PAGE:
Between now and the Oscar nominations on Jan. 24, EW will speak to numerous contenders in below-the-line categories about their work and craft. This week, musician Sufjan Stevens talks about writing two songs for Call Me By Your Name, which director Luca Guadagnino adapted from André Aciman’s 2007 novel of the same name. The story follows a teenage boy (Timothée Chalamet) spending the summer in northern Italy, where he begins a relationship with a doctoral student (Armie Hammer) staying with his family. It’s a beautiful, rapturous film that’s both exhilarating in its portrayal of life-altering first love and heartwrenching in its reality of that romance. Stevens’ songs — original works “Mystery of Love” and “Visions of Gideon,” along with a remixed version of Age of Adz opener “Futile Devices” — reflect all of those moods, elevating already-spectacular scenes with thoughtful lyrics and lush arrangements. Here, Stevens talks about what makes Call Me By Your Name so special and how he tried to think of the film as little as possible when writing his two songs for it.
ENTERTAINMENT WEEKLY: Did you read the book or the script first?
SUFJAN STEVENS: The book. Luca called me sort of out of the blue and asked me to be involved in this project and then he sent me the book, I read the book and I loved it, and then he sent me the script, and then he told me he was intent on using the song “Futile Devices” somehow in the film and then he asked me to also come up with some new material for it. So I wrote the two new songs based on the book.
This is your first time soundtracking a film. Had you been approached about this before? Had this been something you thought about doing?
Yeah, people have asked me and I’ve always declined. I think I’m capable of doing it, but it’s not something that interests me so much because I actually often take issue with film soundtracks. I feel like the music often feels almost manipulative in a way. There’s an exception with Luca because when you watch his films, he uses music so explicitly and so abundantly, but it never feels gratuitous. I don’t know how he gets away with it. He’s one of those rare directors who uses music that feels vital and it feels essential and you often cannot imagine the film without the soundtrack.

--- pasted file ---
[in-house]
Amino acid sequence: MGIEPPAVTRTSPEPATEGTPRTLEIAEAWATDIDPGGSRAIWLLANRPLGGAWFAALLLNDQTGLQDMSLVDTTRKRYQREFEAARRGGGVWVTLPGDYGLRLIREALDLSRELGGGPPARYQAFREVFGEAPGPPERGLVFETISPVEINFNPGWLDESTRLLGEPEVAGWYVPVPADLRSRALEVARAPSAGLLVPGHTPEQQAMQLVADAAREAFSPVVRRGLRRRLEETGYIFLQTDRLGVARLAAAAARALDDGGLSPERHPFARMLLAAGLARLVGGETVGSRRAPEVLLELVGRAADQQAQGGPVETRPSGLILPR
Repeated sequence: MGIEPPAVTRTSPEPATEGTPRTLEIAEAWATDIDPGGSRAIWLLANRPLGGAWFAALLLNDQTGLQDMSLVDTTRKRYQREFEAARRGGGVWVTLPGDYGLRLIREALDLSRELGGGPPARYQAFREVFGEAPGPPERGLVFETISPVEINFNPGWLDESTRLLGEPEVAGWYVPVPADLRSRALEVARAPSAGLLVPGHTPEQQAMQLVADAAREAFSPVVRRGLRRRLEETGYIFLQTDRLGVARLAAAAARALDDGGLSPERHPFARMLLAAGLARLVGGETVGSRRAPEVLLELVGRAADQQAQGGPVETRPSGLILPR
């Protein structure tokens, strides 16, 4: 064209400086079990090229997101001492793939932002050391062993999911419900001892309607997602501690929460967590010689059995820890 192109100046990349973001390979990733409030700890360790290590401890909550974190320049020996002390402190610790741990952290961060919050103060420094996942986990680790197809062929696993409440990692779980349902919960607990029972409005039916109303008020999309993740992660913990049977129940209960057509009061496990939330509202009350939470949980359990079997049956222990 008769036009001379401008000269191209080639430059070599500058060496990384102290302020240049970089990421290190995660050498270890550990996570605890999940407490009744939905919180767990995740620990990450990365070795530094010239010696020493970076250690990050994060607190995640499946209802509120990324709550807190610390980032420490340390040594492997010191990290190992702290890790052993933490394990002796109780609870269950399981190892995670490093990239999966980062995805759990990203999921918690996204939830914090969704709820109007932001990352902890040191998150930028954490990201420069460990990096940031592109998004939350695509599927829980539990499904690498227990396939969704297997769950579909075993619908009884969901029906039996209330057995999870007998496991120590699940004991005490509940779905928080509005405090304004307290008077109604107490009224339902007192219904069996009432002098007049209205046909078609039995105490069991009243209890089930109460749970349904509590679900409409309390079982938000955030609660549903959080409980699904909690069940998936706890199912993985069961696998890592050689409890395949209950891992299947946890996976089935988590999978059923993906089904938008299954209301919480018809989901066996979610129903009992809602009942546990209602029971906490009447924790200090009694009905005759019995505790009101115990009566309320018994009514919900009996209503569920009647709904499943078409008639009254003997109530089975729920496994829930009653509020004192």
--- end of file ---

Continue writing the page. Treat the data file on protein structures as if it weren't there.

You said you feel like many film soundtracks are manipulative. How do you balance evoking a certain feeling with the music without being manipulative, though?
It’s really tough. It’s a difficult task. I think I approached it without even thinking about how it would be used in the film. I approached it as an independent work, in a way, so that the song could speak for itself and have a fullness and a realness and a completeness without the film. And I hadn’t seen anything. I hadn’t seen any of the film at all when I wrote it. I wrote it really quickly. I wrote both of the songs in a day.
Let’s go back to when you first read the book and you decided you wanted to do this. What about Call Me By Your Name drew you in, what was special about it?
I think I was really moved by the relationship between Elio and Oliver because it almost didn’t have any conflict at all. All of the tension was interior — it was in the mind and body of Elio — but the narrative just felt very pure and very uncomplicated, and it felt very deep too. It was a real, beautiful, sublime romance. It’s summertime, it’s Italy, there’s food and wine and the lushness of the landscape and everything felt really almost like a beautiful, romantic, dream. I wouldn’t have done this if it wasn’t a Luca Guadagnino film. I really trusted him and had such great respect for his work.